Andries Hendrik Potgieter (1792 - 1852) - Foto

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WikiTree profile: Andries Potgieter
in Photos by Esmé van der Westhuizen G2G6 Mach 9 (92.5k points)
recategorized by Jillaine Smith

See this article ''The mystery of the photo of the commandant-general'' by Anton van Zyl (02 February 2019)]: […]''On the Wikitree site, further information can be found relating to the photo. Here the statement is made that the woman in the photo is probably not Elizabeth Helena Botha (who died in 1841). The date that the photo was taken is estimated as 1851 and the origin of the photo is mentioned to be the Boer War Museum in Bloemfontein. The photo was apparently taken in Delagoa Bay.'' […] ''If the year 1846 is used as a starting point for photography in South Africa, the woman in the photo can be either Catherina Elizabeth Jacobs or Susanna Maria Duvenage. If the photo was taken in Delagoa Bay, Duvenage (Van Emmenes) may be excluded, because at that stage Potgieter was already very ill and would not have been able to travel that far.'' Thanks to Esmé Pieterse for spotting this article. I'll personally alert an expert - Carol Hardijzer - on 19th century South African photography and ask his opinion on the matter.

Carol Hardijzer, the South African photo historian (with particular interest in South African photographs from prior to 1915) replied as follows: ''With regard to the Potgieter photograph – The photograph is highly unlikely to be that of the Voortrekker leader Potgieter, based on the following reasons:

  • The images is clearly a portrait image pasted on a piece of carton (a format known as Carte-de-Visite); 
  • During 1851, the Carte-de-Visite photographic process was still no patented. This format was only patented in France during 1854 and would only have been in use in South Africa from very late 1850’s onwards (which then clearly would put the image under discussion out of range);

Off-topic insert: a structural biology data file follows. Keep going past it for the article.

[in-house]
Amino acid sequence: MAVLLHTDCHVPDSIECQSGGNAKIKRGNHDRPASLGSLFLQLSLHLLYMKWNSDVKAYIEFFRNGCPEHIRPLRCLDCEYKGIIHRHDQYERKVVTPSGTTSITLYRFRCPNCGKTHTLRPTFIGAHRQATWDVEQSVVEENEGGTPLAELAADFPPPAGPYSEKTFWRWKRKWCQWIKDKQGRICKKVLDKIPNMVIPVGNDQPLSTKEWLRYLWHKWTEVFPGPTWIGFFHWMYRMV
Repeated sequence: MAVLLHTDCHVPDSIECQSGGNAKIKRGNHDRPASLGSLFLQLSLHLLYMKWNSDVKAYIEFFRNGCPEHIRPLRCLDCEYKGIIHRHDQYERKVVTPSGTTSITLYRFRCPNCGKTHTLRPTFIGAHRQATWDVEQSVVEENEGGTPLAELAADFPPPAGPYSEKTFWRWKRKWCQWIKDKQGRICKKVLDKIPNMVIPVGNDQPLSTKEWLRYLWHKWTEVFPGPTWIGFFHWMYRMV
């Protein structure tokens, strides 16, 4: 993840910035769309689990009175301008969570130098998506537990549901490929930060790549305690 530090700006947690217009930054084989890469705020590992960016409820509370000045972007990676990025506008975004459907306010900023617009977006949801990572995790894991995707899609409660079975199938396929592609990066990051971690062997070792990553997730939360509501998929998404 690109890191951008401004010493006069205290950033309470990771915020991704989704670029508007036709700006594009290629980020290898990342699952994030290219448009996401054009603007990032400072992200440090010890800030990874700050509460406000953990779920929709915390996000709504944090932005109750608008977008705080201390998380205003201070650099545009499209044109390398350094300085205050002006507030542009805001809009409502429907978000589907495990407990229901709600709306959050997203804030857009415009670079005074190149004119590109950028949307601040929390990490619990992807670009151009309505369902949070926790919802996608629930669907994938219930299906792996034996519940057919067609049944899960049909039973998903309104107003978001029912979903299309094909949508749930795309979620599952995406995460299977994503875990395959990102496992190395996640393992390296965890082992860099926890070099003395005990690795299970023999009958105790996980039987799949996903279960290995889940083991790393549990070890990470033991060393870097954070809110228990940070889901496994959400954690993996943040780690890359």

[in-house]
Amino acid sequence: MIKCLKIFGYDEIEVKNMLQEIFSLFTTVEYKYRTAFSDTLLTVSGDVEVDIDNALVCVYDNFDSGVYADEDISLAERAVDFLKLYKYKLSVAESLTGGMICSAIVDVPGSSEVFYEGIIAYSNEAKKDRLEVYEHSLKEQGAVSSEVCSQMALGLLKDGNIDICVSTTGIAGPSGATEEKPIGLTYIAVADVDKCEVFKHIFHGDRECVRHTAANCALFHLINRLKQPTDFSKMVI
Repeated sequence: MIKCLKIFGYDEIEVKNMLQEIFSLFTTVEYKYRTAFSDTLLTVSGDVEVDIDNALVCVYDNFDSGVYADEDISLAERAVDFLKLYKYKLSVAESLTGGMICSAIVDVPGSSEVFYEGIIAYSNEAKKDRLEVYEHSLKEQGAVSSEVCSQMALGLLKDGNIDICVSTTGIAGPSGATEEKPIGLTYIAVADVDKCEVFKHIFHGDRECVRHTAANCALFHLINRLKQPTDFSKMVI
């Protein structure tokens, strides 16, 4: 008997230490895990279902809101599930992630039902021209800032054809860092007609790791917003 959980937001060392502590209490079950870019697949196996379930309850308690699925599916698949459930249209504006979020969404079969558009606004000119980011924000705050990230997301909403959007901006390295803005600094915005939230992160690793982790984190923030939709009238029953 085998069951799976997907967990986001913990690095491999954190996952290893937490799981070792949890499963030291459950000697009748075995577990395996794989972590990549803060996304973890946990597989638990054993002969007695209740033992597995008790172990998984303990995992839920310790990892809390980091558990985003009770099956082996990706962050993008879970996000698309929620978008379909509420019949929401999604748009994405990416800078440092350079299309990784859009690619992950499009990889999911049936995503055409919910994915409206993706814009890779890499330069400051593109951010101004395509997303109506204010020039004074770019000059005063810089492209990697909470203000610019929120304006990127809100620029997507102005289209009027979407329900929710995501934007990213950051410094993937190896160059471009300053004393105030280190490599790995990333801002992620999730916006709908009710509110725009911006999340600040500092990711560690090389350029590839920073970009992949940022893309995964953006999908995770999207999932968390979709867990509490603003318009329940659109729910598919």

• The photographic format in use between from the 1840s until early 1860s would have been the daguerreotypes and ambrotypes (Images on glass placed in beautifully designed cases). It is highly improbable that the image under discussion would have been reproduced from a glass format photograph into a paper format version.

Considering that Potgieter passed away during 1852, it is therefore my suggestion that it is improbable that the image under discussion is of the Voortrekker leader Potgieter. The image would date from around 1865 in my view  – It may however also be of a Potgieter. Happy to discuss further. I take the liberty of attaching one of my articles (on the carte-de-visite format) recently published on our local theheritageportal.co.za : http://www.theheritageportal.co.za/article/south-african-cartomania-photographic-phenomenon"

Anton van Zyl, the author of the article in Zoutpansberger and Limpopo Mirror, replied as follows: "I primarily write for a local audience and the stories are earmarked for a community newspaper circulating in the Soutpansberg district, so it always needs to have a local angle. I tried to present it as a “history mystery”, not giving the answer straight away. In the second article I described the various processes used, relying on Dr Bensusan’s research. The last article in the series is an effort to trace Potgieter’s whereabouts during the last seven years of his life, to check whether he perhaps visited Delagoa Bay where a photographer may have been present. The links to the articles are:

  1. https://www.zoutpansberger.co.za/articles/news/49192/2019-02-02/the-mystery-of-the-photo-of-the-commandant-general
  2. https://www.zoutpansberger.co.za/articles/news/49270/2019-02-11/did-an-early-photographer-capture-boer-leaders-alikenessa
  3. https://www.zoutpansberger.co.za/articles/news/49306/2019-02-15/could-the-commandant-have-posed-for-a-photo-

To me the articles were very enjoyable (to write), because it actually combined two of my passions – photography and history. I am not an expert in any of these fields, just a very curious explorer. I have a large selection of antique cameras, dating back to the early 1890s. I try to use the old field cameras as well and for the past few years I have experimented with the wet plate collodion process. Attempting to take photos with such processes gives you a further appreciation for how knowledgeable and skilful these photographers were. My conclusion at the end of the series was that in theory it is possible that the commandant-general posed for a photo, but it is extremely unlikely. Thanks for your letter."

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